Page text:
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‘Got Milkweed?’ River Falls joins effort to boost the Monarchs

A “Monarch City USA” sign has been placed in a kiosk in DeSanctis Park. The designation is part of an effort to help Monarch Butterflies, which the city has joined. (River Falls Journal photos by Gretta Stark)

Arbor Day is nearing – April 29 – and city parks representatives hope that people will plant more than just trees this year.

City employees take the time each Arbor Day to plant trees with local elementary school students. This year, in addition to planting trees, they’ll hand out milkweed seeds to the students.

It’s all to support monarch butterflies, said Recreation Coordinator Cindi Danke.

Several City Council members and city staff received postcards from the Washington state based nonprofit Monarch City USA, inviting River Falls to join its efforts to support monarch butterflies.

River Falls, Danke said, decided to join the program.

“I certainly think it’s a start,” she said. “ I don’t know how many other people have seen, but I only saw one monarch last year all summer.”

Monarch butterflies are important, Danke said, for their help in pollinating different plants.

Milkweed plant is one of monarch butterflies’ main food sources.

So Monarch City USA encourages people around the nation to plant more milkweed plants, Danke said.

“It’s exciting,” said Danke of the Monarch City USA program. “And their whole tagline is ‘Got Milkweed.’”

In order to be a certified member of Monarch City USA, Danke said, the city has to do the following:

  • Publicly proclaim that the city is committed to helping the monarch butterflies survive by immediate and future actions.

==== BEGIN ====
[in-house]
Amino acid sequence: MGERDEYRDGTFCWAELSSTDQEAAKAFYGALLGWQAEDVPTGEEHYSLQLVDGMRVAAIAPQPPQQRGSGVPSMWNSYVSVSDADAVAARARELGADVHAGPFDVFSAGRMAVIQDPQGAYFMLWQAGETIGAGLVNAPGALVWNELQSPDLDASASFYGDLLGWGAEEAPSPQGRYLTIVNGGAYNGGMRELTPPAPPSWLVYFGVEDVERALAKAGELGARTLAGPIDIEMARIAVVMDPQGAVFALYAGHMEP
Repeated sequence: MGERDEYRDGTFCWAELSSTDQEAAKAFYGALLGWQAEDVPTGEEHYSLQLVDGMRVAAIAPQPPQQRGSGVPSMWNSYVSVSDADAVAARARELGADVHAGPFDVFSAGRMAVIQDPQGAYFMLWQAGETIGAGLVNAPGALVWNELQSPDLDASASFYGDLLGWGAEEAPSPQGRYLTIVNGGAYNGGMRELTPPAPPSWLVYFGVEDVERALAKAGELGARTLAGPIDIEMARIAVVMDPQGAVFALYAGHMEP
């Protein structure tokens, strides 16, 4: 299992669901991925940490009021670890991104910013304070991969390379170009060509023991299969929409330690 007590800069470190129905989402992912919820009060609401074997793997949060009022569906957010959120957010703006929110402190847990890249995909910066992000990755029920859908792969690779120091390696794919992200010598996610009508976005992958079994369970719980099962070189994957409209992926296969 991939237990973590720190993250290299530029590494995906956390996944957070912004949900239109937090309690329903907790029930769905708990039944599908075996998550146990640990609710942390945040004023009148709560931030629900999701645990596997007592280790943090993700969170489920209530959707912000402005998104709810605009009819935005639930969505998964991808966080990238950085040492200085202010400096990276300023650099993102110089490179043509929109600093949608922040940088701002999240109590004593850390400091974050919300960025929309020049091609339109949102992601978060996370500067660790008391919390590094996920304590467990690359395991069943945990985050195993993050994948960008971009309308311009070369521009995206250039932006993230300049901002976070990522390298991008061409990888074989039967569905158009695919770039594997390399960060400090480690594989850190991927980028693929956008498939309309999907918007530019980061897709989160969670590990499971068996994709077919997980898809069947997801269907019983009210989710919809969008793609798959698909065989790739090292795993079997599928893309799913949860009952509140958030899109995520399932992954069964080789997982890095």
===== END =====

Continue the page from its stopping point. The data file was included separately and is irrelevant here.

• Encourage citizens to plant private milkweed and nectar gardens throughout your city.

  • Work with gardening, landscaping, and/or arboretum clubs in the city.

  • Support the national movement to support monarch butterfly habitat development by purchasing and placing Monarch City USA signs at appropriate sites.

  • Convert lands to monarch butterfly habitat.

  • Re-establish native milkweed and nectar plants where possible.

  • Integrate monarch butterfly conservation into the city's future land use planning efforts.

  • Work with the local K-12 school system and educators to promote a better understanding of land use conservation.

So far, Danke said, in addition to handing out milkweed seeds on Arbor Day, and talking to kids about why it’s important to plant them, a butterfly class has been planned for Monday, June 20, at the schoolhouse in DeSanctis Park, for a fee of $30 per child, or a City Resident Discounted Fee of $15.

Through the class, kids ages 6-9 will learn about butterflies, and how to help them live. They will make a butterfly craft, and plant some nectar plants and seeds, including milkweed.

A Monarch City USA sign has also been placed at DeSanctis Park on the west side of River Falls.

Danke said she thought having the event at DeSanctis might be an interesting way to get more people to visit that park, as well as teach kids about butterflies.

Danke said these are just the first steps in River Falls becoming part of the Monarch City USA program. Milkweed plants will be planted at DeSanctis Park, and city employees are looking for other locations to plant milkweed in the city, she said.

More activities dealing with monarchs are yet to be developed, and will be added in the future, Danke said.

Learn more at http://monarchcityusa.com/

Gretta Stark

Gretta Stark has been a reporter for the River Falls Journal since July of 2013. She previously worked as a reporter for the New Richmond News from June 2012 to July 2013. She holds a BA in Print and Electronic Media from Wartburg College.

(715) 426-1048
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